Saturday, August 31, 2013
Earth Matters: Land as Material and Metaphor in the Arts of Africa
When: through January 5, 2014
As I write this, it's not even September, but I'm already seeing exhibits that will close in 2014. Partly that's because my schedule has allowed me to see several exhibits per week lately, and partly it's because there don't seem to be as many shows on display that are closing this fall. There are a TON of shows closing in January, however, so it's not as if I lack for things to see.
I haven't been to the African Art Museum in a while - they don't seem to have as many temporary exhibits as the Sackler (which is almost identical in size). I'm not sure why that is, but I wish they offered a few more things I could add to my list to visit. I find I like contemporary African art very much and would enjoy seeing more of it.
This display, which is fairly large, is comprised of works that consider the role of the land in African society. In some pieces this is the actual earth itself, in others it's representations of land, maps for example. In yet others, it's what is contained below the surface of life, buried in the earth. The show focuses on works from 1800 - present.
The first work I noticed was a painting, imagine my surprise. I've noticed that a lot of African art is composed of sculpture, masks, bead work, but you don't often see a lot of painting. This one is a still life called Hottentots Holland: Flora Capensis 2 by Andrew Putter. It reminded me of many still life paintings I've seen over the years in the National Gallery. At first, it's a lovely arrangement of flowers, but the more I looked, the more I saw other images in the floral designs. An interesting piece, and one I was sorry to leave behind.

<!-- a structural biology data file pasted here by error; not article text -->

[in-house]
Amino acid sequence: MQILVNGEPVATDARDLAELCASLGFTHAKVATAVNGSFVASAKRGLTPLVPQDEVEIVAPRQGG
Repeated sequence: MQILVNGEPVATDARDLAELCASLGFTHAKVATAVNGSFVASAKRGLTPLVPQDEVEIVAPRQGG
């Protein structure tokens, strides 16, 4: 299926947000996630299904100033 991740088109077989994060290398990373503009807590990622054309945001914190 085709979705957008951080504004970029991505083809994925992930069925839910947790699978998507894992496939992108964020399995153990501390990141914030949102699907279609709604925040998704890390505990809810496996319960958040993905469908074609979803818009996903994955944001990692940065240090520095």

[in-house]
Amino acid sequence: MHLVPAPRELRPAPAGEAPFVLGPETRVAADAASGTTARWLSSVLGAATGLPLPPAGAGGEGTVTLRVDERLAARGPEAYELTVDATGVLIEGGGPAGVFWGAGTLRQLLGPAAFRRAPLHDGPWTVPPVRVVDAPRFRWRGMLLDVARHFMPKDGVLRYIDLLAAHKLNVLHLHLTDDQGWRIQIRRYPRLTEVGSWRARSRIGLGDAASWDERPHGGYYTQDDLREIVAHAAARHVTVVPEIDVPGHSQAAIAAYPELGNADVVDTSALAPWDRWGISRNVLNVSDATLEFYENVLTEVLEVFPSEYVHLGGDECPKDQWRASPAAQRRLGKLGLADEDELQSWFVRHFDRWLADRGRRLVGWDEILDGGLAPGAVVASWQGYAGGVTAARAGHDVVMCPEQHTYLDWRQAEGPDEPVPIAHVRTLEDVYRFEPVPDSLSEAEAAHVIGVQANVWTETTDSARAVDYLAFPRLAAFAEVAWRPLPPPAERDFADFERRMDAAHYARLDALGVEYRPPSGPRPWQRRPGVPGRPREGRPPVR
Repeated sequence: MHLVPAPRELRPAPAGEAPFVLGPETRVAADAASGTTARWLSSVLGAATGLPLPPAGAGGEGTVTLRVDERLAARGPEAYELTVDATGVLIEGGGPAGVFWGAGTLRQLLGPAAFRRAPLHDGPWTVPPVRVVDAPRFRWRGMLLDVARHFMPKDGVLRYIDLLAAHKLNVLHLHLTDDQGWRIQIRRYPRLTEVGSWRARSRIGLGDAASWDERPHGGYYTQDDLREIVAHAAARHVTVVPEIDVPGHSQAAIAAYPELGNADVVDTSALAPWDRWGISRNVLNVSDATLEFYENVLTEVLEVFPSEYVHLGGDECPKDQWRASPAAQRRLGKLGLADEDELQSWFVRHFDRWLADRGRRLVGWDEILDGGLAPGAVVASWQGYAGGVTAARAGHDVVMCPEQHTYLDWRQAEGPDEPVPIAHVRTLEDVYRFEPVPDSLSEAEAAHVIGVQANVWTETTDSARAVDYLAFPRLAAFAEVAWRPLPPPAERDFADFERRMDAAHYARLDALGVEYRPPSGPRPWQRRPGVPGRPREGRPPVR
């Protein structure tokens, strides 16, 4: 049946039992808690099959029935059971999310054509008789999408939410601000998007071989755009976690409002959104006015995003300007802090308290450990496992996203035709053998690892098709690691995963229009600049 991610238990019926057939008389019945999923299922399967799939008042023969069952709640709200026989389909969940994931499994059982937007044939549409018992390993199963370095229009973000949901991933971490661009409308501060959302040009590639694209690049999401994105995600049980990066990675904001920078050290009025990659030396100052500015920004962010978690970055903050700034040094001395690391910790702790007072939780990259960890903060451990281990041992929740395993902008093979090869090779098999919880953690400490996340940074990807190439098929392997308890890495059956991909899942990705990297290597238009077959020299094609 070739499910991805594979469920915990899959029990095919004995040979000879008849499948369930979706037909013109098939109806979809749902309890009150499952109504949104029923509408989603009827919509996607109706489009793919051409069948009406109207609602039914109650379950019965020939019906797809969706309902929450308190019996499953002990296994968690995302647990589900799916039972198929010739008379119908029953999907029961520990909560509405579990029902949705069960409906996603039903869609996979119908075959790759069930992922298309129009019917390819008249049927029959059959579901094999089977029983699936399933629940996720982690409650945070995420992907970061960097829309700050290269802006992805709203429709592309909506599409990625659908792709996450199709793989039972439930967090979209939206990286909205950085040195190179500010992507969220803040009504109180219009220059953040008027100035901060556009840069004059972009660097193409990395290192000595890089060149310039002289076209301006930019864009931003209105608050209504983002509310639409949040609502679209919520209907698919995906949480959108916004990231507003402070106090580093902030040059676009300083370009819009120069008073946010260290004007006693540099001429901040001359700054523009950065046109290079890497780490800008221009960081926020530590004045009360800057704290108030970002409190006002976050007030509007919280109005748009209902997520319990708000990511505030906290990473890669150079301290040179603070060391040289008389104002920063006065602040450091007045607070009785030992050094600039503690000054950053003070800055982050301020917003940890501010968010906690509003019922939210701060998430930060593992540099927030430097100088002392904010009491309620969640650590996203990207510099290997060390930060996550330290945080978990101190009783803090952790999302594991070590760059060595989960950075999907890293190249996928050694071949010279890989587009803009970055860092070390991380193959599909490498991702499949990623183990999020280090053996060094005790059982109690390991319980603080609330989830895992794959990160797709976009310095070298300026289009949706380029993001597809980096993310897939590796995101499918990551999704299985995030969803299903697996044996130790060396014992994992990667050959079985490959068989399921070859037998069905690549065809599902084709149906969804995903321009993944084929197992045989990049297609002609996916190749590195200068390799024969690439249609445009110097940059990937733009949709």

One thing I noticed about the display is how young many of the artists are; lots of them were born in the 1960s or later. Nice to know that, despite the continent's problems, people are still making art and sharing it with the rest of the world.
Another set of paintings that I liked was Christine Dixie's Even in the Long Descent I-V. This deals with the Cape Frontier Wars, which lasted from 1779-1879. The five works show a family buried in the earth, complete with their dog. The idea, as I interpreted it, is that the life we live today, on the surface of the land, is built on the lives of others, who are now hidden below us. It behooves us not to forget these people, and the circumstances of their lives. Dogs, I found out, are often used as symbols of the underground, as they dig in the earth - something I didn't know before.
Less traditional pieces are represented as well, including a piece by Batoul S'himi. It's a pressure cooker, with a map of the world carved into it. It symbolizes the under-representation of women in world politics and the pressure that exists to change this. One of the last pieces I saw was one by Younes Rahmoun entitled Kemmoussa. It's a series of plastic bags, tied into tiny knots and strung together. I couldn't help but be reminded of the plastic bags I take with me every day when I walk my dogs - these bags have a better fate than the ones I'm using!!
Verdict: Well worth a look if you're at all interested in African art, or in the relationship between people and the land.